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Will Ladakh become an alternative site for world's largest telescope?

India Is Already Contributing To The Software Of TMT Apart From Building Edge Sensors, Actuators And System Support Assemblies. So, Chances Are Hawaii’s Loss May Now Become Ladakh’s Gain.

News Nation Bureau | Edited By : Bindiya Bhatt | Updated on: 04 May 2016, 10:11:35 AM
Will Ladakh become an alternative site for world's largest telescope?

New Delhi:

Alternative sites are being explored, including Hanle in India’s Ladakh, to install the 1.47-billion dollar Thirty Meter Telescope (TMT) International Observatory, which the largest telescope project in the world. The reason for searching alternate sites is the protests in Hawaii, US by the locals who are opposing the installation of the Thirty Metre Telescope up at Mauna Kea.

It was previously reported that the TMT board had short-listed Hanle in Ladakh as a prospective site for the project. The project had been facing major hurdles in Mauna Kea, Hawaii, which is the first choice. The Supreme Court of Hawaii had in December 2015 cancelled the permit issued to TMT to construct the International Observatory after it was claimed that the plot in Mauna Kea was sacred. (Also read. NASA plans next manned mission to ISS including Sunita Williams in Boeing’s CST-100 Starliner)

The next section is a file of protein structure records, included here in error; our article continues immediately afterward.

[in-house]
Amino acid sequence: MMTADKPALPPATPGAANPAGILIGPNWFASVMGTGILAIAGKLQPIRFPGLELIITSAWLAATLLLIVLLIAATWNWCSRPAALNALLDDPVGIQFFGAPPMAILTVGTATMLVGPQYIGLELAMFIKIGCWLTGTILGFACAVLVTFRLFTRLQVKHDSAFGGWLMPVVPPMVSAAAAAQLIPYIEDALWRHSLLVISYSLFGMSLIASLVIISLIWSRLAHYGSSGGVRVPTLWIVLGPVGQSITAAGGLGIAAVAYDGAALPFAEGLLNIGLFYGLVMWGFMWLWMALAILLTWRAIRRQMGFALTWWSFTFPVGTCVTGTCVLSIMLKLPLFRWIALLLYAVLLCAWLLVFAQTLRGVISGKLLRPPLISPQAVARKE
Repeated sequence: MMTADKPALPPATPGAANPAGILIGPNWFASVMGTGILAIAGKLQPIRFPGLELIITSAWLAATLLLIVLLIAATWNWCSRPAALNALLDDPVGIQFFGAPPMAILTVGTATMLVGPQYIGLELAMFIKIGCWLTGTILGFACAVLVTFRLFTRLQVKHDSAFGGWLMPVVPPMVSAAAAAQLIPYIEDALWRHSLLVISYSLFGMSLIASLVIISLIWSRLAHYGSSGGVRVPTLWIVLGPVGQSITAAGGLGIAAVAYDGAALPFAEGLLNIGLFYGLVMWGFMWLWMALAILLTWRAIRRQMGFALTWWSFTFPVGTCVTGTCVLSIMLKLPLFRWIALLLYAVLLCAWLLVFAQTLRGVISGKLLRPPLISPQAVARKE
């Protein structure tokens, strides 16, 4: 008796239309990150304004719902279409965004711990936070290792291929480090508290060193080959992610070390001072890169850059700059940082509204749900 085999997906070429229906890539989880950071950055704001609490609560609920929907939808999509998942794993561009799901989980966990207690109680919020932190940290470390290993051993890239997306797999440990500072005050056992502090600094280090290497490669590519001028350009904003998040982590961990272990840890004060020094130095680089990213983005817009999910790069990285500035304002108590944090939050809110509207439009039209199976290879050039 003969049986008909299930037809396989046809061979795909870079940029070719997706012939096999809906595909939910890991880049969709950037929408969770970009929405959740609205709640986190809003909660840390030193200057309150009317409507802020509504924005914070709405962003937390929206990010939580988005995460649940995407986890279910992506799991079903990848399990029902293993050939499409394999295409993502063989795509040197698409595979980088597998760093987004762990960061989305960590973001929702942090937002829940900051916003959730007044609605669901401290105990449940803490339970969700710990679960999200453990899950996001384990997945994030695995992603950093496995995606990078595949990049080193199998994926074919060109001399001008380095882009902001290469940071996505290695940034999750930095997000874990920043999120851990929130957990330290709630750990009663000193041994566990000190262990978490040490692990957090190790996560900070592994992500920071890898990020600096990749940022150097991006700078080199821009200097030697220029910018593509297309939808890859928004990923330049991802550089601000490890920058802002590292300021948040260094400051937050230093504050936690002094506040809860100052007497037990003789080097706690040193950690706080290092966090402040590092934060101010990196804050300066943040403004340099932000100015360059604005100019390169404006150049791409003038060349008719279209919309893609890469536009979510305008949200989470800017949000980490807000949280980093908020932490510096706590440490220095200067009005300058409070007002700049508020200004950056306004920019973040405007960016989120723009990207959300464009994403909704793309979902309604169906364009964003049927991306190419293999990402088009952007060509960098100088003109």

India is already contributing to the software of TMT apart from building edge sensors, actuators and system support assemblies. So, chances are Hawaii’s loss may now become Ladakh’s gain.

“The construction was expected to start on Mauna Kea, Hawaii in 2015. However, it is now stalled due to the recent decision of the Supreme court of Hawaii revoking the construction permit on procedural grounds.”

“The State of Hawaii agencies are working on the permit process following the prescribed procedure by the court. TMT is pursuing the matter in consultation with the University of Hawaii (land lease holder) and other agencies. It seeks to construct TMT on Mauna Kea which is the preferred choice,” said Bacham Eswar Reddy, Programme Director. The alternate sites, both in the northern and southern hemispheres, include Chile, Hanle, Ladakh and others. (Also read. NASA releases coloured images of Pluto)

“It is expected that on-site civil work on the project may be delayed by about 18-24 months. However, work on telescope and observatory subsystems continues across the partnership,” Reddy added.

“The project is expected to improve employment opportunities for the local people besides development of the region. TMT being the largest optical and infrared telescope in the northern hemisphere will strengthen the domestic programme of the country in this field and lead to several discoveries, which will inspire future generations.

“The project will also help develop state-of-the-art high end technologies and expertise in the country,” an official of Ministry of Science and Technology said.

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First Published : 03 May 2016, 11:19:00 AM

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